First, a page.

The US Constitution provides that “the Senate advise and consent on key executive and judicial appointments and on the ratification of treaties” (Article II, Sec. 2, cl. 2).
What’s the advice and consent?
In the US is a power of the United States Senate to be consulted on and approve treaties signed and appointments made by the President of the United States to public positions, including Cabinet secretaries, federal judges, and ambassadors.
The question is, could this system be exported to other countries and political systems?
As a Spaniard, I am going to talk about the case of Spain. The Spanish Constitution does not cover this function for the Parliament, neither for the Senate, as we can see in Section 66.2: “The Cortes Generales exercise the legislative power of the State and adopt its Budget, control the action of the Government and have the other powers assigned by the Constitution.”
Should we export the advice and consent? Is it a good system? It could be said that this power of the US Senate could help to build a fairer democracy, since the public appointments are made not only by the Government but also by all the citizens’ representatives, but the big problem is (and this is my raison to be against), as Hamilton states on The Federalist Papers:
Hence, in every exercise of the power of appointing to offices, by an assembly of men, we must expect to see a full display of all the private and party likings and dislikes, partialities and antipathies, attachments and animosities, which are felt by those who compose the assembly. The choice which may at any time happen to be madde under such circumstances, will of course be the result either of a victory gained by one party over the other, or of a comrpomise between the parties. In either case, the intrinsic merit of the candidate will be more considered than those which fit the person for the station. In the last, the coalition will commonly turn upon some interested equivalent: “Give us the man we wish for this office and you shall have the one you wish for that.” This will be the usual condition of the bargain. And it will rarely happen that the advancement of the public service will be the primary object either of party victories or of party negotiations (Federalist No. 76, the Appointing Power of the Executive from the New York Packet, Tuesday, April 1, 1788).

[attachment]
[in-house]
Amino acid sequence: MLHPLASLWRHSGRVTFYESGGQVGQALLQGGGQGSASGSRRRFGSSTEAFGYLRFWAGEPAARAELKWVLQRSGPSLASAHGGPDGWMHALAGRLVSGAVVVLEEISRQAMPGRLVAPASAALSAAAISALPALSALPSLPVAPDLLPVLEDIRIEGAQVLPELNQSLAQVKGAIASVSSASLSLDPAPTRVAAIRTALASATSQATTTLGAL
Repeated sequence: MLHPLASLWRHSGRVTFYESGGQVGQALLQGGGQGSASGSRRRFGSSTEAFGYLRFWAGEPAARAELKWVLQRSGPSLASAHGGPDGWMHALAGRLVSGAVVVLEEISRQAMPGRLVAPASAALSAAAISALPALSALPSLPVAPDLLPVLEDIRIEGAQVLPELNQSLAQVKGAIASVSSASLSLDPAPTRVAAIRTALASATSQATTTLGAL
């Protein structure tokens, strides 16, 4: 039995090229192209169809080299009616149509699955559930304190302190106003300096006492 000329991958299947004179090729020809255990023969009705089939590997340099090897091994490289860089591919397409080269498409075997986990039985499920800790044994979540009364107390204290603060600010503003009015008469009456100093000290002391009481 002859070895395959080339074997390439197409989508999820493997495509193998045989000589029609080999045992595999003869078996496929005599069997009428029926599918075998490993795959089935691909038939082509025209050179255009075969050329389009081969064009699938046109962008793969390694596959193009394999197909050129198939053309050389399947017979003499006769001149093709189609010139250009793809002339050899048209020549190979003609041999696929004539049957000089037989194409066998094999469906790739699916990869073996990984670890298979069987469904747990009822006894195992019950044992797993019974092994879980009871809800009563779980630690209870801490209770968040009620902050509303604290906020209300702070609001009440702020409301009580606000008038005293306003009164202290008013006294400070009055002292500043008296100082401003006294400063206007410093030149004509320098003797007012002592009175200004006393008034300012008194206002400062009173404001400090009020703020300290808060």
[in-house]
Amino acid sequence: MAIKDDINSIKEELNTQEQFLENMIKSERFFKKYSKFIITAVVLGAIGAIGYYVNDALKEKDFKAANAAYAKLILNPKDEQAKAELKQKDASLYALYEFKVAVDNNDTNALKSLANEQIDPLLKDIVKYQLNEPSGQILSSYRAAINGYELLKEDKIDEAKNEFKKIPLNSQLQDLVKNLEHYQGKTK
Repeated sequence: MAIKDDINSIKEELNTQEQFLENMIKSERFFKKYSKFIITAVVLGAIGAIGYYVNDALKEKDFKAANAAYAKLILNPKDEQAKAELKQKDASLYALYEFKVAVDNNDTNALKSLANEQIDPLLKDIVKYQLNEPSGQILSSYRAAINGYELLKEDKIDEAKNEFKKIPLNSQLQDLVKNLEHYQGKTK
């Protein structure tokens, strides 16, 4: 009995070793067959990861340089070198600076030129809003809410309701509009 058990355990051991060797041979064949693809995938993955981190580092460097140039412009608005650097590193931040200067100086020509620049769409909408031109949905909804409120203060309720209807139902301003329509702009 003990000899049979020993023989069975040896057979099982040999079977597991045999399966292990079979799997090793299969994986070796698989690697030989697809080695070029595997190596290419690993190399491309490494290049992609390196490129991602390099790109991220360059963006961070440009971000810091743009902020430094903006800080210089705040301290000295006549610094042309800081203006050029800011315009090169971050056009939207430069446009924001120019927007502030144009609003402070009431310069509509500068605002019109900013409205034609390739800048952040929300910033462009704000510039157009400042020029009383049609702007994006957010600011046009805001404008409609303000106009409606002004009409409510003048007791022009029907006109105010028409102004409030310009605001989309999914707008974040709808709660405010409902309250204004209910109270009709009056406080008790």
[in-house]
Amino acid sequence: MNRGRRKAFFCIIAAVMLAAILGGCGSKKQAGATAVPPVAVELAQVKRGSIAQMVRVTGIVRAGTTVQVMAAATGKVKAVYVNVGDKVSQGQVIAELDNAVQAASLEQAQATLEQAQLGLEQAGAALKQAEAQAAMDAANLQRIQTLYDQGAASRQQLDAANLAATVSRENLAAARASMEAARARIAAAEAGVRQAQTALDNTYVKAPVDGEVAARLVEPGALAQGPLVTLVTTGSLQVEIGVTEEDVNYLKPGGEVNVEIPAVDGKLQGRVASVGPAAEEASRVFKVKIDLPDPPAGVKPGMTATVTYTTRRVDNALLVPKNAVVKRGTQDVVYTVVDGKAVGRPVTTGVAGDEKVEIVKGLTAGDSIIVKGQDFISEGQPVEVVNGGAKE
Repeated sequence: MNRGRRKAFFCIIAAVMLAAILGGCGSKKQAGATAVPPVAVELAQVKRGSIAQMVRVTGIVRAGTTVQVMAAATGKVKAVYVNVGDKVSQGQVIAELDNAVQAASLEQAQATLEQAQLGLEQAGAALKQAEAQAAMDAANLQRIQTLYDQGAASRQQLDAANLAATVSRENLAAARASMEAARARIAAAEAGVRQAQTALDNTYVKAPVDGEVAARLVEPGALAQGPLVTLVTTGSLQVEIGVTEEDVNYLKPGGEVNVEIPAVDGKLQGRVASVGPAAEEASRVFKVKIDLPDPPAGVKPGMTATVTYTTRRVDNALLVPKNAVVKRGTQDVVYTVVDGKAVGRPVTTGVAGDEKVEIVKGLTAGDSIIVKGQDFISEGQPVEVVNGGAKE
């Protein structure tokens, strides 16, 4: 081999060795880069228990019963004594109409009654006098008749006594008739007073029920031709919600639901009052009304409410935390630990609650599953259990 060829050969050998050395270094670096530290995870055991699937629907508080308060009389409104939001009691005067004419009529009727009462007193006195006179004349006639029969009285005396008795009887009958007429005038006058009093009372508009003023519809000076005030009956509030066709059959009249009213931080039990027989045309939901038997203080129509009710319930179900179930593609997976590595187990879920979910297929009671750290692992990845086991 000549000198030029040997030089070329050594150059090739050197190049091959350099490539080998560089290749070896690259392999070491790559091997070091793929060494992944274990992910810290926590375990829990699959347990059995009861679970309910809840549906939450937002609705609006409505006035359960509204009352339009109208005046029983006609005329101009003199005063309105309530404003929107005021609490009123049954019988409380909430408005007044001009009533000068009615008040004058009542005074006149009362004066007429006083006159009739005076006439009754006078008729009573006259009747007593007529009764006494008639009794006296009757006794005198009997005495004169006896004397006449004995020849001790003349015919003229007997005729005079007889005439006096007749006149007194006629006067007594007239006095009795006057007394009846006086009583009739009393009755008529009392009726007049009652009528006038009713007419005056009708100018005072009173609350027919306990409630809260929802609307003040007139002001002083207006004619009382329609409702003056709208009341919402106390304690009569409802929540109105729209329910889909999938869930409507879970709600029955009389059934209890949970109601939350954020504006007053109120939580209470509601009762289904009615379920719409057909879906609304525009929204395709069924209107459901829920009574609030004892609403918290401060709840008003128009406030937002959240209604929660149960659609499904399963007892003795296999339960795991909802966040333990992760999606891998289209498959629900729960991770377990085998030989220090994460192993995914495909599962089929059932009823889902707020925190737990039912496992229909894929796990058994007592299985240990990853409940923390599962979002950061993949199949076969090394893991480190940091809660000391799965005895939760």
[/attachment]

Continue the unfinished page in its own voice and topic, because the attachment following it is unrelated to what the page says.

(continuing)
Otto Preminger, on his film “Advise and Consent” (based on the Pulitzer Prize-winning novel of the same name by Allen Drury), tried to show what Hamilton was talking about on The Federalist Papers.
This system was incorporated into the French Constitution in July 2008 through modification of article 13 which provides that from now on parliamentary commissions may oppose presidential nominations:
“(…) Le Président de la République ne peut procéder à une nomination lorsque l’addition des votes négatifs dans chaque commission représente au moins trois cinquièmes des suffrages exprimés au sein des deux commissions. La loi détermine les commissions permanentes compétentes selon les emplois ou fonctions concernés”.